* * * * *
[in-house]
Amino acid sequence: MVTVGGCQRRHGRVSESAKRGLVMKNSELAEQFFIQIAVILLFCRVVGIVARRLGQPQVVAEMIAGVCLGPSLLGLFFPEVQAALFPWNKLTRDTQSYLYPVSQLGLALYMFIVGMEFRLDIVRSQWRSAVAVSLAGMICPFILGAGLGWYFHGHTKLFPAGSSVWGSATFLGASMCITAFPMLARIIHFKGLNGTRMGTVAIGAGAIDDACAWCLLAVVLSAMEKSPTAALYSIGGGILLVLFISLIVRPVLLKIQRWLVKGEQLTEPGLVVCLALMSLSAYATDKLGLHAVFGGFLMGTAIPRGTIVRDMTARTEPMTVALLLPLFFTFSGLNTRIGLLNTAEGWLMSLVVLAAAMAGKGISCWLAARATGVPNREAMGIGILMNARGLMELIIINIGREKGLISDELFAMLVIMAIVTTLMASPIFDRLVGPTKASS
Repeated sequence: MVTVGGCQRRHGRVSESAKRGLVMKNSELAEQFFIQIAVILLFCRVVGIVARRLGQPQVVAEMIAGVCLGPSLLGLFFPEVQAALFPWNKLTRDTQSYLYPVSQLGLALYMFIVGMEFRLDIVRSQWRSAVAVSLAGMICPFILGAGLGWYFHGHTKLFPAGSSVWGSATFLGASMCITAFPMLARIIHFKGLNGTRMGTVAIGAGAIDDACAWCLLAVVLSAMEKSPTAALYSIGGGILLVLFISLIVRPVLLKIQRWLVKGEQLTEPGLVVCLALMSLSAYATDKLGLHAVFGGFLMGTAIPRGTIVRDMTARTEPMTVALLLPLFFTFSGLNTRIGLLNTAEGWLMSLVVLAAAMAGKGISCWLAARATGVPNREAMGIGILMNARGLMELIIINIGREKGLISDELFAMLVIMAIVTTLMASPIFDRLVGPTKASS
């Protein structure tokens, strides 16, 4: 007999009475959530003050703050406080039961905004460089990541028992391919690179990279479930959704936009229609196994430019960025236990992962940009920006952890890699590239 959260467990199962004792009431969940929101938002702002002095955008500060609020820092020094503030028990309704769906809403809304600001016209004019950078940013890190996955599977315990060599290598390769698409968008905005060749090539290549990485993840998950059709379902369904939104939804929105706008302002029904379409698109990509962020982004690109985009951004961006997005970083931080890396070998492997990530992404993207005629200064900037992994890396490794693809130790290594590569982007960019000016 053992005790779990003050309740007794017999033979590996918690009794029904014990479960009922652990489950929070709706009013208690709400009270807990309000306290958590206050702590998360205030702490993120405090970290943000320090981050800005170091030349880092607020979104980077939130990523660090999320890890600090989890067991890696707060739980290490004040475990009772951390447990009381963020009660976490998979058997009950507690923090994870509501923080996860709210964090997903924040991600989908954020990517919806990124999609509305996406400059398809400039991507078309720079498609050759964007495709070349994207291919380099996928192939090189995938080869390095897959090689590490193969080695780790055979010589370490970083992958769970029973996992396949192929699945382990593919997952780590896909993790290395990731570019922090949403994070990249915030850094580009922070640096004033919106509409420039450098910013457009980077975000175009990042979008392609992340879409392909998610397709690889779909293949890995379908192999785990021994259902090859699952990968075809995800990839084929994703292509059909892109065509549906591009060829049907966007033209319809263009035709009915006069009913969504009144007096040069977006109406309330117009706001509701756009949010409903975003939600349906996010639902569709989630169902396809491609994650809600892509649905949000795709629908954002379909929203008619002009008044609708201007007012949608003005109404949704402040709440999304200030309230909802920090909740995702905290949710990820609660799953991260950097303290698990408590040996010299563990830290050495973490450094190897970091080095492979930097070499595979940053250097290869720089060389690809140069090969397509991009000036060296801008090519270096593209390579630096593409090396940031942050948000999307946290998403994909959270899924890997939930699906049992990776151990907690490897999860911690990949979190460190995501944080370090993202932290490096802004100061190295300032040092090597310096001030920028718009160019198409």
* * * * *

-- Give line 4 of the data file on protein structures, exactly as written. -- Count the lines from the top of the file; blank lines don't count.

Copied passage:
């Protein structure tokens, strides 16, 4: 007999009475959530003050703050406080039961905004460089990541028992391919690179990279479930959704936009229609196994430019960025236990992962940009920006952890890699590239 959260467990199962004792009431969940929101938002702002002095955008500060609020820092020094503030028990309704769906809403809304600001016209004019950078940013890190996955599977315990060599290598390769698409968008905005060749090539290549990485993840998950059709379902369904939104939804929105706008302002029904379409698109990509962020982004690109985009951004961006997005970083931080890396070998492997990530992404993207005629200064900037992994890396490794693809130790290594590569982007960019000016 053992005790779990003050309740007794017999033979590996918690009794029904014990479960009922652990489950929070709706009013208690709400009270807990309000306290958590206050702590998360205030702490993120405090970290943000320090981050800005170091030349880092607020979104980077939130990523660090999320890890600090989890067991890696707060739980290490004040475990009772951390447990009381963020009660976490998979058997009950507690923090994870509501923080996860709210964090997903924040991600989908954020990517919806990124999609509305996406400059398809400039991507078309720079498609050759964007495709070349994207291919380099996928192939090189995938080869390095897959090689590490193969080695780790055979010589370490970083992958769970029973996992396949192929699945382990593919997952780590896909993790290395990731570019922090949403994070990249915030850094580009922070640096004033919106509409420039450098910013457009980077975000175009990042979008392609992340879409392909998610397709690889779909293949890995379908192999785990021994259902090859699952990968075809995800990839084929994703292509059909892109065509549906591009060829049907966007033209319809263009035709009915006069009913969504009144007096040069977006109406309330117009706001509701756009949010409903975003939600349906996010639902569709989630169902396809491609994650809600892509649905949000795709629908954002379909929203008619002009008044609708201007007012949608003005109404949704402040709440999304200030309230909802920090909740995702905290949710990820609660799953991260950097303290698990408590040996010299563990830290050495973490450094190897970091080095492979930097070499595979940053250097290869720089060389690809140069090969397509991009000036060296801008090519270096593209390579630096593409090396940031942050948000999307946290998403994909959270899924890997939930699906049992990776151990907690490897999860911690990949979190460190995501944080370090993202932290490096802004100061190295300032040092090597310096001030920028718009160019198409």